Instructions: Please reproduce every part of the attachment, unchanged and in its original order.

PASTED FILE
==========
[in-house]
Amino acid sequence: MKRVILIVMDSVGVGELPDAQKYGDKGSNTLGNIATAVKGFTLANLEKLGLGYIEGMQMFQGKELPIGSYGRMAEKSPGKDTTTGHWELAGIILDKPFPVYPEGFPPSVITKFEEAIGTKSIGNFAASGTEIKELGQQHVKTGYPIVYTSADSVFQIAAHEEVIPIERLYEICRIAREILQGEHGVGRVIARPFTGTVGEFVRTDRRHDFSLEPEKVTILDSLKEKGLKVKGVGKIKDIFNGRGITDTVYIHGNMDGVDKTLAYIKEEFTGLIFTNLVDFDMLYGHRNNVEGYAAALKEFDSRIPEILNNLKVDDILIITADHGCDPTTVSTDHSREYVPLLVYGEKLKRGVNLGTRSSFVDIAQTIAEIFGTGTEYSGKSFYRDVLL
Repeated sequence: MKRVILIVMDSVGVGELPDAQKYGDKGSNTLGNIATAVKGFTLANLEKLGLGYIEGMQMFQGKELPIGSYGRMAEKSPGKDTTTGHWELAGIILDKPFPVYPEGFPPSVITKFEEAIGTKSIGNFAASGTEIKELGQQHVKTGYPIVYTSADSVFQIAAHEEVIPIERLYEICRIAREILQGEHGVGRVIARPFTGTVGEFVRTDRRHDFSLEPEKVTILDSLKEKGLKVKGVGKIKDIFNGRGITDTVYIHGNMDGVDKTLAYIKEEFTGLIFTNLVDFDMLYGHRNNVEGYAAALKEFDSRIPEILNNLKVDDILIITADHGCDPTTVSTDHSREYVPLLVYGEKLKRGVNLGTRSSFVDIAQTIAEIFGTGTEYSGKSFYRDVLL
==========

[in-house]
Amino acid sequence: MKRVILIVMDSVGVGELPDAQKYGDKGSNTLGNIATAVKGFTLANLEKLGLGYIEGMQMFQGKELPIGSYGRMAEKSPGKDTTTGHWELAGIILDKPFPVYPEGFPPSVITKFEEAIGTKSIGNFAASGTEIKELGQQHVKTGYPIVYTSADSVFQIAAHEEVIPIERLYEICRIAREILQGEHGVGRVIARPFTGTVGEFVRTDRRHDFSLEPEKVTILDSLKEKGLKVKGVGKIKDIFNGRGITDTVYIHGNMDGVDKTLAYIKEEFTGLIFTNLVDFDMLYGHRNNVEGYAAALKEFDSRIPEILNNLKVDDILIITADHGCDPTTVSTDHSREYVPLLVYGEKLKRGVNLGTRSSFVDIAQTIAEIFGTGTEYSGKSFYRDVLL
Repeated sequence: MKRVILIVMDSVGVGELPDAQKYGDKGSNTLGNIATAVKGFTLANLEKLGLGYIEGMQMFQGKELPIGSYGRMAEKSPGKDTTTGHWELAGIILDKPFPVYPEGFPPSVITKFEEAIGTKSIGNFAASGTEIKELGQQHVKTGYPIVYTSADSVFQIAAHEEVIPIERLYEICRIAREILQGEHGVGRVIARPFTGTVGEFVRTDRRHDFSLEPEKVTILDSLKEKGLKVKGVGKIKDIFNGRGITDTVYIHGNMDGVDKTLAYIKEEFTGLIFTNLVDFDMLYGHRNNVEGYAAALKEFDSRIPEILNNLKVDDILIITADHGCDPTTVSTDHSREYVPLLVYGEKLKRGVNLGTRSSFVDIAQTIAEIFGTGTEYSGKSFYRDVLL